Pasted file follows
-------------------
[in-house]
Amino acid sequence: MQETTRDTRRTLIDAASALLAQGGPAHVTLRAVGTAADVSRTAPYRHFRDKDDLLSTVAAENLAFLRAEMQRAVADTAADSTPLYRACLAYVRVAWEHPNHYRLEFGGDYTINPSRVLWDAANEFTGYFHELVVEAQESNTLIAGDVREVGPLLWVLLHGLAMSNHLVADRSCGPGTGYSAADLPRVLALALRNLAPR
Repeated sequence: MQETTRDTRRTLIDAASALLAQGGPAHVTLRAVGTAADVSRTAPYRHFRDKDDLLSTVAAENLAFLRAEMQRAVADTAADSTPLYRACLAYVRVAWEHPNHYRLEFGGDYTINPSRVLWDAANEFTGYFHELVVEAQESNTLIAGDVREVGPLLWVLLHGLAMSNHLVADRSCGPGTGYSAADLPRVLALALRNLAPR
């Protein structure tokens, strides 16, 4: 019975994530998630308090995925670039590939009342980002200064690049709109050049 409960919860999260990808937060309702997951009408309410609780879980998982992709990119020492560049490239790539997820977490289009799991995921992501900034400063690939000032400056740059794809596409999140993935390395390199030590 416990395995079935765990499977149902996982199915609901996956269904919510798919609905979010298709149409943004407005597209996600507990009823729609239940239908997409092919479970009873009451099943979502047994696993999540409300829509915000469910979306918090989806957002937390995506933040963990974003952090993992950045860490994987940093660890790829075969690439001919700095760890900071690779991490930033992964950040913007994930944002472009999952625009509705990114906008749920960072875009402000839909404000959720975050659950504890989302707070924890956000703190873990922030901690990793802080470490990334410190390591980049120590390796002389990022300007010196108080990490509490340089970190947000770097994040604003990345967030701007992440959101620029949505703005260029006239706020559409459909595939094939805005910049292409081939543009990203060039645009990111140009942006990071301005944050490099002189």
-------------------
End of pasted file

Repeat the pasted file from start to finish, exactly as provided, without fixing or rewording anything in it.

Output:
[in-house]
Amino acid sequence: MQETTRDTRRTLIDAASALLAQGGPAHVTLRAVGTAADVSRTAPYRHFRDKDDLLSTVAAENLAFLRAEMQRAVADTAADSTPLYRACLAYVRVAWEHPNHYRLEFGGDYTINPSRVLWDAANEFTGYFHELVVEAQESNTLIAGDVREVGPLLWVLLHGLAMSNHLVADRSCGPGTGYSAADLPRVLALALRNLAPR
Repeated sequence: MQETTRDTRRTLIDAASALLAQGGPAHVTLRAVGTAADVSRTAPYRHFRDKDDLLSTVAAENLAFLRAEMQRAVADTAADSTPLYRACLAYVRVAWEHPNHYRLEFGGDYTINPSRVLWDAANEFTGYFHELVVEAQESNTLIAGDVREVGPLLWVLLHGLAMSNHLVADRSCGPGTGYSAADLPRVLALALRNLAPR
């Protein structure tokens, strides 16, 4: 019975994530998630308090995925670039590939009342980002200064690049709109050049 409960919860999260990808937060309702997951009408309410609780879980998982992709990119020492560049490239790539997820977490289009799991995921992501900034400063690939000032400056740059794809596409999140993935390395390199030590 416990395995079935765990499977149902996982199915609901996956269904919510798919609905979010298709149409943004407005597209996600507990009823729609239940239908997409092919479970009873009451099943979502047994696993999540409300829509915000469910979306918090989806957002937390995506933040963990974003952090993992950045860490994987940093660890790829075969690439001919700095760890900071690779991490930033992964950040913007994930944002472009999952625009509705990114906008749920960072875009402000839909404000959720975050659950504890989302707070924890956000703190873990922030901690990793802080470490990334410190390591980049120590390796002389990022300007010196108080990490509490340089970190947000770097994040604003990345967030701007992440959101620029949505703005260029006239706020559409459909595939094939805005910049292409081939543009990203060039645009990111140009942006990071301005944050490099002189």